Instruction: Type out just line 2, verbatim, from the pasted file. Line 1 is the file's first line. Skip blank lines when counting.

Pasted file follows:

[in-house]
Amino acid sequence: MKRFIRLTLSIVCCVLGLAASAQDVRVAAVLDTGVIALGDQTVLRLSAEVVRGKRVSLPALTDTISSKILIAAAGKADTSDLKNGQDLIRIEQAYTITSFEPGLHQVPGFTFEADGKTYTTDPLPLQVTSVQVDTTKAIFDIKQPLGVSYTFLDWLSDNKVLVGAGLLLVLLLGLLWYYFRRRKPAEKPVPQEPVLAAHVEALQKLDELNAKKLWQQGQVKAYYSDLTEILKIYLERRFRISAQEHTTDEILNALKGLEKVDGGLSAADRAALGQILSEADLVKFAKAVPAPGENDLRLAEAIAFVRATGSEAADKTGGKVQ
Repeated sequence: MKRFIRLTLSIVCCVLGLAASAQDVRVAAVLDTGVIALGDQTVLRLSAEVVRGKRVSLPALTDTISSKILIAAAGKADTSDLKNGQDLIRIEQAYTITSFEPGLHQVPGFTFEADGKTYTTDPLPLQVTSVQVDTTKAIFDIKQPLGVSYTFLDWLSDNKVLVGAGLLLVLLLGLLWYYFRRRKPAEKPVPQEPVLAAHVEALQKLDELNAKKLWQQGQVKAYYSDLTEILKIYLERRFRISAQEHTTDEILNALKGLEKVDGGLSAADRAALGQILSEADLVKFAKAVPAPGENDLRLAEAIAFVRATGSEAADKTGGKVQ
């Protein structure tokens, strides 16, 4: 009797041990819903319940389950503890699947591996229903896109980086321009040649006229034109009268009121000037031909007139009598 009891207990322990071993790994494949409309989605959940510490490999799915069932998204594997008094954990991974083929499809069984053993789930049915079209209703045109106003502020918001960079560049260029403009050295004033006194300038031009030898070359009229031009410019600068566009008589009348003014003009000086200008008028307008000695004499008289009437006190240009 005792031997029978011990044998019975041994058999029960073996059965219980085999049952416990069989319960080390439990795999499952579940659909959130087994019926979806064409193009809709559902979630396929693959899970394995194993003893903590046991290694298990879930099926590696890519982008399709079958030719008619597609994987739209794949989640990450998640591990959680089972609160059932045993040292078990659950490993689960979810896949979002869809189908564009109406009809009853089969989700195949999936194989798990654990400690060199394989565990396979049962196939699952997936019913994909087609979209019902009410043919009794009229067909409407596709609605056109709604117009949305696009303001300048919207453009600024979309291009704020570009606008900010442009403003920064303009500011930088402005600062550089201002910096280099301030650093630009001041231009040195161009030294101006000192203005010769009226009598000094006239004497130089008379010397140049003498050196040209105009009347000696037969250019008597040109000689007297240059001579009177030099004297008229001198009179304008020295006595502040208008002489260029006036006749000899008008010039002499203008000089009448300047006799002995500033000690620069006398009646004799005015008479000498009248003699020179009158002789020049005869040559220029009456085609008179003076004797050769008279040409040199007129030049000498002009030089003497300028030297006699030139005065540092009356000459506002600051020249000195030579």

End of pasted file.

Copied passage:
Amino acid sequence: MKRFIRLTLSIVCCVLGLAASAQDVRVAAVLDTGVIALGDQTVLRLSAEVVRGKRVSLPALTDTISSKILIAAAGKADTSDLKNGQDLIRIEQAYTITSFEPGLHQVPGFTFEADGKTYTTDPLPLQVTSVQVDTTKAIFDIKQPLGVSYTFLDWLSDNKVLVGAGLLLVLLLGLLWYYFRRRKPAEKPVPQEPVLAAHVEALQKLDELNAKKLWQQGQVKAYYSDLTEILKIYLERRFRISAQEHTTDEILNALKGLEKVDGGLSAADRAALGQILSEADLVKFAKAVPAPGENDLRLAEAIAFVRATGSEAADKTGGKVQ